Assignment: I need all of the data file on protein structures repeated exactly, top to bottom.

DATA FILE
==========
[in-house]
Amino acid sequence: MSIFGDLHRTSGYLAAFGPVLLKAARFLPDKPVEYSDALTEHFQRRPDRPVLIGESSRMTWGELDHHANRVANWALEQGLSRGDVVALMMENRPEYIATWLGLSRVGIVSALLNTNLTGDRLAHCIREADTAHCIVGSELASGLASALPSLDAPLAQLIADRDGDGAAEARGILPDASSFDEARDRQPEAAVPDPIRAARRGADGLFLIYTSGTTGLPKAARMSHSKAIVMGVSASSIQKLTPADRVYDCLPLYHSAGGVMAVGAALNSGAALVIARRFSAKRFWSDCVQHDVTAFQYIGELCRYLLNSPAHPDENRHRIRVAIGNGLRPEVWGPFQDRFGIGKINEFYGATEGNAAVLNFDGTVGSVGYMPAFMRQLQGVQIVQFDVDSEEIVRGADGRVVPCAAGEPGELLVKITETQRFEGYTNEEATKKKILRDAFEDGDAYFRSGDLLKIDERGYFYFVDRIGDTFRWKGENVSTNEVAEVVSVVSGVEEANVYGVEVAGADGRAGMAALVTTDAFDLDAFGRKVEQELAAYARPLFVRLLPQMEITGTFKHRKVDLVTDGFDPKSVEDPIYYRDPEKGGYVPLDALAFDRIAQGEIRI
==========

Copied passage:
[in-house]
Amino acid sequence: MSIFGDLHRTSGYLAAFGPVLLKAARFLPDKPVEYSDALTEHFQRRPDRPVLIGESSRMTWGELDHHANRVANWALEQGLSRGDVVALMMENRPEYIATWLGLSRVGIVSALLNTNLTGDRLAHCIREADTAHCIVGSELASGLASALPSLDAPLAQLIADRDGDGAAEARGILPDASSFDEARDRQPEAAVPDPIRAARRGADGLFLIYTSGTTGLPKAARMSHSKAIVMGVSASSIQKLTPADRVYDCLPLYHSAGGVMAVGAALNSGAALVIARRFSAKRFWSDCVQHDVTAFQYIGELCRYLLNSPAHPDENRHRIRVAIGNGLRPEVWGPFQDRFGIGKINEFYGATEGNAAVLNFDGTVGSVGYMPAFMRQLQGVQIVQFDVDSEEIVRGADGRVVPCAAGEPGELLVKITETQRFEGYTNEEATKKKILRDAFEDGDAYFRSGDLLKIDERGYFYFVDRIGDTFRWKGENVSTNEVAEVVSVVSGVEEANVYGVEVAGADGRAGMAALVTTDAFDLDAFGRKVEQELAAYARPLFVRLLPQMEITGTFKHRKVDLVTDGFDPKSVEDPIYYRDPEKGGYVPLDALAFDRIAQGEIRI